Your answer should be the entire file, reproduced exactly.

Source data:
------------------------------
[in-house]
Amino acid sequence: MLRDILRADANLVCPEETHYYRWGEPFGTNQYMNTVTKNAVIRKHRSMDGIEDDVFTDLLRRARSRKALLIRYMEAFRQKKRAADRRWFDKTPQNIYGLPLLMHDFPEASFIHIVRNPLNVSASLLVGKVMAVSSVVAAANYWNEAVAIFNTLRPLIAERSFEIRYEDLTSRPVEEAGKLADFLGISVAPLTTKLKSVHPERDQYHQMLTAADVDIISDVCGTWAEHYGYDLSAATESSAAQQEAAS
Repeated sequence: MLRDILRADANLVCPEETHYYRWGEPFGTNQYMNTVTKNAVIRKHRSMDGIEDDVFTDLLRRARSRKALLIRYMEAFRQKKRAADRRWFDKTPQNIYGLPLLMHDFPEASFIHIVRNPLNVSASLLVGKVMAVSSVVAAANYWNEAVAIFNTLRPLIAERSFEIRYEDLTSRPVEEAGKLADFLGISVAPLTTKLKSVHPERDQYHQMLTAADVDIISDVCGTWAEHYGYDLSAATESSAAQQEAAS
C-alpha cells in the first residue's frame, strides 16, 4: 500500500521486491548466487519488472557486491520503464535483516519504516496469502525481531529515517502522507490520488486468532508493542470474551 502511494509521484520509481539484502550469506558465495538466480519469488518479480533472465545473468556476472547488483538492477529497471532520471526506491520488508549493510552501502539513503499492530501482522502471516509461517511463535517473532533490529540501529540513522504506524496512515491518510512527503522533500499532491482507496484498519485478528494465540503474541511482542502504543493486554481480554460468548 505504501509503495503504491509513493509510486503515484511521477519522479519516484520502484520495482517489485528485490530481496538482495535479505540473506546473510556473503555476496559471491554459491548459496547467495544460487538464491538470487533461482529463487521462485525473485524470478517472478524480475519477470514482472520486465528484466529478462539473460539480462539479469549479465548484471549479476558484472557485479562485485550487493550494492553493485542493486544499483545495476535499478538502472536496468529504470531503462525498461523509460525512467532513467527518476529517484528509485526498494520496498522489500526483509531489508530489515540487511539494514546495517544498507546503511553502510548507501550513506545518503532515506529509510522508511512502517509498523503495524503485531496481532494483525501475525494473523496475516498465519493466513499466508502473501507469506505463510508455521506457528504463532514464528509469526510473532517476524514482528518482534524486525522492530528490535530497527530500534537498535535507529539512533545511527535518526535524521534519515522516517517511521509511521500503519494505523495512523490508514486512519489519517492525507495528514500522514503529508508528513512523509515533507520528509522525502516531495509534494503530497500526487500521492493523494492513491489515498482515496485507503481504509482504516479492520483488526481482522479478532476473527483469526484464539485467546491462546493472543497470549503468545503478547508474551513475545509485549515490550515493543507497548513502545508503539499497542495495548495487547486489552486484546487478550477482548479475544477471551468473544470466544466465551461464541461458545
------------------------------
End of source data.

[in-house]
Amino acid sequence: MLRDILRADANLVCPEETHYYRWGEPFGTNQYMNTVTKNAVIRKHRSMDGIEDDVFTDLLRRARSRKALLIRYMEAFRQKKRAADRRWFDKTPQNIYGLPLLMHDFPEASFIHIVRNPLNVSASLLVGKVMAVSSVVAAANYWNEAVAIFNTLRPLIAERSFEIRYEDLTSRPVEEAGKLADFLGISVAPLTTKLKSVHPERDQYHQMLTAADVDIISDVCGTWAEHYGYDLSAATESSAAQQEAAS
Repeated sequence: MLRDILRADANLVCPEETHYYRWGEPFGTNQYMNTVTKNAVIRKHRSMDGIEDDVFTDLLRRARSRKALLIRYMEAFRQKKRAADRRWFDKTPQNIYGLPLLMHDFPEASFIHIVRNPLNVSASLLVGKVMAVSSVVAAANYWNEAVAIFNTLRPLIAERSFEIRYEDLTSRPVEEAGKLADFLGISVAPLTTKLKSVHPERDQYHQMLTAADVDIISDVCGTWAEHYGYDLSAATESSAAQQEAAS
C-alpha cells in the first residue's frame, strides 16, 4: 500500500521486491548466487519488472557486491520503464535483516519504516496469502525481531529515517502522507490520488486468532508493542470474551 502511494509521484520509481539484502550469506558465495538466480519469488518479480533472465545473468556476472547488483538492477529497471532520471526506491520488508549493510552501502539513503499492530501482522502471516509461517511463535517473532533490529540501529540513522504506524496512515491518510512527503522533500499532491482507496484498519485478528494465540503474541511482542502504543493486554481480554460468548 505504501509503495503504491509513493509510486503515484511521477519522479519516484520502484520495482517489485528485490530481496538482495535479505540473506546473510556473503555476496559471491554459491548459496547467495544460487538464491538470487533461482529463487521462485525473485524470478517472478524480475519477470514482472520486465528484466529478462539473460539480462539479469549479465548484471549479476558484472557485479562485485550487493550494492553493485542493486544499483545495476535499478538502472536496468529504470531503462525498461523509460525512467532513467527518476529517484528509485526498494520496498522489500526483509531489508530489515540487511539494514546495517544498507546503511553502510548507501550513506545518503532515506529509510522508511512502517509498523503495524503485531496481532494483525501475525494473523496475516498465519493466513499466508502473501507469506505463510508455521506457528504463532514464528509469526510473532517476524514482528518482534524486525522492530528490535530497527530500534537498535535507529539512533545511527535518526535524521534519515522516517517511521509511521500503519494505523495512523490508514486512519489519517492525507495528514500522514503529508508528513512523509515533507520528509522525502516531495509534494503530497500526487500521492493523494492513491489515498482515496485507503481504509482504516479492520483488526481482522479478532476473527483469526484464539485467546491462546493472543497470549503468545503478547508474551513475545509485549515490550515493543507497548513502545508503539499497542495495548495487547486489552486484546487478550477482548479475544477471551468473544470466544466465551461464541461458545